Believing in destiny is a personal choice, but if you do believe in it, you might see these two as an example.

Kass reached out to two online profiles in one week, one kinky and one vanilla. Long story short, they both belonged to Hobbes, which he subsequently revealed to her. The two have built a successful sexual and romantic relationship, built on open communication about their interests, needs, wants, and boundaries. The full-time domination that they engage in together has been a new experience for both of them.

“I like challenging and pushing my sub to explore boundaries, such as wearing his collar or latex in public.”

Hobbes likes employing latex in his sexual practices, describing it as the most sensual material he knows. “I find that the way it stretches as you move makes it feel almost like wearing a lover that caresses you all over at once. It’s sublime,” said Hobbes.

Hobbes noted that the process of getting dressed in it, including the application of polish to make it shine, can be a be a sensual form of foreplay as people run their hands over each other’s bodies. “I find that wearing latex makes my sense of stimulation less penis-focused and more of an all-over bodily experience,” he explained.

Hobbes pointed out that while for women being objectified is a form of misogyny, for men, not used to being seen for their appearance, the experience can create the opposite feeling. He feels like in the context of sexual submission, being treated like an object, “to be used and admired,” and the feeling of being completely and totally wanted provide him with an ego boost.

“I feel that being submissive is really part of how I was born. But I do think there’s something to the idea of submission being a release from being smart all the time, and from overthinking things.”

“There’s definitely a threshold one crosses into ‘subspace,’ where you stop thinking about what’s happening to you and how it could go next, and reach this mindful or meditative state of complete acceptance, let go of responsibility, and just enjoy existing for your partner’s pleasure,” said Hobbes, pointing out that the feeling can be especially strong if his Mistress is flogging or pegging him, or else having him placed in full body, restrictive bondage.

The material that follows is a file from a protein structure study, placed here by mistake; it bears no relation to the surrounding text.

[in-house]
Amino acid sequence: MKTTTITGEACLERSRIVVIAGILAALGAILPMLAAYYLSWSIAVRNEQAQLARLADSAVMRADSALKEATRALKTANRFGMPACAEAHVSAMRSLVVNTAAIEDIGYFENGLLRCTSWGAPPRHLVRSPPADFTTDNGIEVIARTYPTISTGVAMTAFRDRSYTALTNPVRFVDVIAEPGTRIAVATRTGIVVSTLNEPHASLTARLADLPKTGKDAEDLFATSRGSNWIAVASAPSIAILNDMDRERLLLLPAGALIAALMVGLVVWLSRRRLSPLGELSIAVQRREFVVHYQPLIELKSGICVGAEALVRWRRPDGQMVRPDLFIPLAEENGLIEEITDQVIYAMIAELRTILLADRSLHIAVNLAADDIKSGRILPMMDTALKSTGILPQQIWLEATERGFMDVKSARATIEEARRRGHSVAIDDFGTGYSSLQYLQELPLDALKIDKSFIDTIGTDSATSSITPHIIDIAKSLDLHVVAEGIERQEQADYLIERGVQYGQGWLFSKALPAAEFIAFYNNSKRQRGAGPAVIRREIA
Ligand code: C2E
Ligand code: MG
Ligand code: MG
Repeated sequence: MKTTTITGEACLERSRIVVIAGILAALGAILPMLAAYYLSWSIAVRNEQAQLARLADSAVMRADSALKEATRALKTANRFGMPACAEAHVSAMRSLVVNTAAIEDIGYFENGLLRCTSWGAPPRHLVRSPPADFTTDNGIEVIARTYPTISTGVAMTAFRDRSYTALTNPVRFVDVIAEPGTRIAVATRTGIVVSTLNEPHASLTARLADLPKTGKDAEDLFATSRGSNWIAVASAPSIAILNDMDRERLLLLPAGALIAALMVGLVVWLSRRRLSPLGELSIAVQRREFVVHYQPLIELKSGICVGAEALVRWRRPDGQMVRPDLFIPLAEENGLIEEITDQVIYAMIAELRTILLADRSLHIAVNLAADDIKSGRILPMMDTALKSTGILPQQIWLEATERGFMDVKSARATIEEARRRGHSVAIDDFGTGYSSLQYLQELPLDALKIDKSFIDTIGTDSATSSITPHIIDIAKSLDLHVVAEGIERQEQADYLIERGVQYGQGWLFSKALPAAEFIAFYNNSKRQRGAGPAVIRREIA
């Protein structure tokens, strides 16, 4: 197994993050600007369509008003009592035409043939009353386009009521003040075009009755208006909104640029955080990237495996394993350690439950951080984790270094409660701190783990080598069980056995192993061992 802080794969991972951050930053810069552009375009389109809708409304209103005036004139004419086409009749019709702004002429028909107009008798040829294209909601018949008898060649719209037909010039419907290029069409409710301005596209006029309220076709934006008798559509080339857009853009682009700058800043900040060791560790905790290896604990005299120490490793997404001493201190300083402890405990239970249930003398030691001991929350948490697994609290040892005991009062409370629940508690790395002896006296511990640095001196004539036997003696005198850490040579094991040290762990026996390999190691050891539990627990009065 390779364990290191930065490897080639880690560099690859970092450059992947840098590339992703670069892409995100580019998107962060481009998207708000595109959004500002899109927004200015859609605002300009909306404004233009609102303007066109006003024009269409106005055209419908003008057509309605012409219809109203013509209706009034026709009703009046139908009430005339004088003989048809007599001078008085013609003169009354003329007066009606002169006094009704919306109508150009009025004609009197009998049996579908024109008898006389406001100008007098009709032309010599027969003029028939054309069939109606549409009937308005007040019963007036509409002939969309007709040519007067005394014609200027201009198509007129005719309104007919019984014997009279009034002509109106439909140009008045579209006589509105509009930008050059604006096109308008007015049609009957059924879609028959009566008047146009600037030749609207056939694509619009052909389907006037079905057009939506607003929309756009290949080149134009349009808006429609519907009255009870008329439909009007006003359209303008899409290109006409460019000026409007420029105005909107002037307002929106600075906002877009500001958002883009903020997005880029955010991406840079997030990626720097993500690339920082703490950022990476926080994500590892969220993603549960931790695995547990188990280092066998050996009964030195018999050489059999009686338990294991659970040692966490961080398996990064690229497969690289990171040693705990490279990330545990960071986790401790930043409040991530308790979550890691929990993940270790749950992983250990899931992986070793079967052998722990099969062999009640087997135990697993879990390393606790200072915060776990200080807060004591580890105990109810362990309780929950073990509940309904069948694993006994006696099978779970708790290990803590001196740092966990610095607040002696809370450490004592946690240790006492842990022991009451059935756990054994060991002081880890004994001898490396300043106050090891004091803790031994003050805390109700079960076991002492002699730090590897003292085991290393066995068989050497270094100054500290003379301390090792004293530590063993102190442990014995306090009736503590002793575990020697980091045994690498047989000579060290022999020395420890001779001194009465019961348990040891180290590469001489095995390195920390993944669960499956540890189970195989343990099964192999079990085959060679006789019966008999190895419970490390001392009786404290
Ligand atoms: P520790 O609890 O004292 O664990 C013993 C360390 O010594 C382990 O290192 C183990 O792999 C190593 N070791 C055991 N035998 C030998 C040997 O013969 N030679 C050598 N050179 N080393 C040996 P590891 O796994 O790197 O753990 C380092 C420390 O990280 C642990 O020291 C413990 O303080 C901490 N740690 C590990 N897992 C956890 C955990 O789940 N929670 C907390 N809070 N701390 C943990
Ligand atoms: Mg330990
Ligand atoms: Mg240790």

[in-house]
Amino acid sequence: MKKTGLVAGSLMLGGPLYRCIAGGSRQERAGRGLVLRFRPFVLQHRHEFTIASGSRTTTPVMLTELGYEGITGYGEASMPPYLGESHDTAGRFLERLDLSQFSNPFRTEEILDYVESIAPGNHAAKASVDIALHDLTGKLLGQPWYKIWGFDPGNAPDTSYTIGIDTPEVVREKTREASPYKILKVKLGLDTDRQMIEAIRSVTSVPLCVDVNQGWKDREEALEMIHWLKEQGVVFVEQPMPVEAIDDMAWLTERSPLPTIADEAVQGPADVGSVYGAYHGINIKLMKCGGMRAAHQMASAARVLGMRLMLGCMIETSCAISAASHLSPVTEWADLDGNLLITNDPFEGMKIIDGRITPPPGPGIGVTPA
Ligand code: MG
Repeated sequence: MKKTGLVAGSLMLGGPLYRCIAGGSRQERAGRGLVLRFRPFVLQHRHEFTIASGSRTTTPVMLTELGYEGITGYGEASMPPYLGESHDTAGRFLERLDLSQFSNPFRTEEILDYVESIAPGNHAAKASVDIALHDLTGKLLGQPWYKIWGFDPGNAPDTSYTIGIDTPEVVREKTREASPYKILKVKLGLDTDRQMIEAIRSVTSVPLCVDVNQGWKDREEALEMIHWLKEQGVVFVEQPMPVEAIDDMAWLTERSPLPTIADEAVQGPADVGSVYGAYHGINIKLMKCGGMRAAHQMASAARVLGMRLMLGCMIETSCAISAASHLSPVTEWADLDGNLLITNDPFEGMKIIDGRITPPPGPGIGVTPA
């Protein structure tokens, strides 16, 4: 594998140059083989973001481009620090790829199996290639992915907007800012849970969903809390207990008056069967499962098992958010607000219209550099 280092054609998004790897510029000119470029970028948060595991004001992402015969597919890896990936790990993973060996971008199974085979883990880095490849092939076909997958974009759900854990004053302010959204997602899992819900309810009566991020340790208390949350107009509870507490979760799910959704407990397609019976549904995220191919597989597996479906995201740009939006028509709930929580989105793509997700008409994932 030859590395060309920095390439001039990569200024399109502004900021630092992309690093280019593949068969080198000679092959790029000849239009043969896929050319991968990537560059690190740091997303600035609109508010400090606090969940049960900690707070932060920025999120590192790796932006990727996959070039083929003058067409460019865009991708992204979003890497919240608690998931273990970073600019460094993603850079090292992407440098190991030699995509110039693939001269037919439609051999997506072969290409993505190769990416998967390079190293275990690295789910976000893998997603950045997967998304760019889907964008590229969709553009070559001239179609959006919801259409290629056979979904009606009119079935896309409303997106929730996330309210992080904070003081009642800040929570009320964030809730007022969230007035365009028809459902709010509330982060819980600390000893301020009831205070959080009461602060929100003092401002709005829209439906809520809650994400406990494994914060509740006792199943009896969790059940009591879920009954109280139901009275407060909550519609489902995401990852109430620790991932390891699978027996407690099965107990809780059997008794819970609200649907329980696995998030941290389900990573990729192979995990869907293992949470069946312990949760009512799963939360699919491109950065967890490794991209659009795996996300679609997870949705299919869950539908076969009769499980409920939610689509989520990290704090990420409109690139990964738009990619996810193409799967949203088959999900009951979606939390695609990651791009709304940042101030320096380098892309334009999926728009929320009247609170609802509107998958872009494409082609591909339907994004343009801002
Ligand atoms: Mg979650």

Flogging means being whipped. Pegging is a gender flipping sexual act, of a woman penetrating a man anally, usually with a strap-on.

Afterwards, he explained that the dominant will release the submissive, a practice known as aftercare. It’s meant to ensure they are physically recovering from the scene, as well as emotionally supporting their process of re-attaching to responsibility and being in charge of themselves again.

“Mistress and I don’t have a relationship where we ‘play’ occasionally. I’m always submissive to her, she’s always dominant over me, sometimes it just becomes more intense. I find that the more intense the dynamic between us becomes at any given time, the more I crave for it to become even more intense, and I slip deeper into submission,” explained Hobbes.

“Women who are self-assured, smart, know that they’re capable of taking care of themselves, and know what they want have always made me melt,” he continued.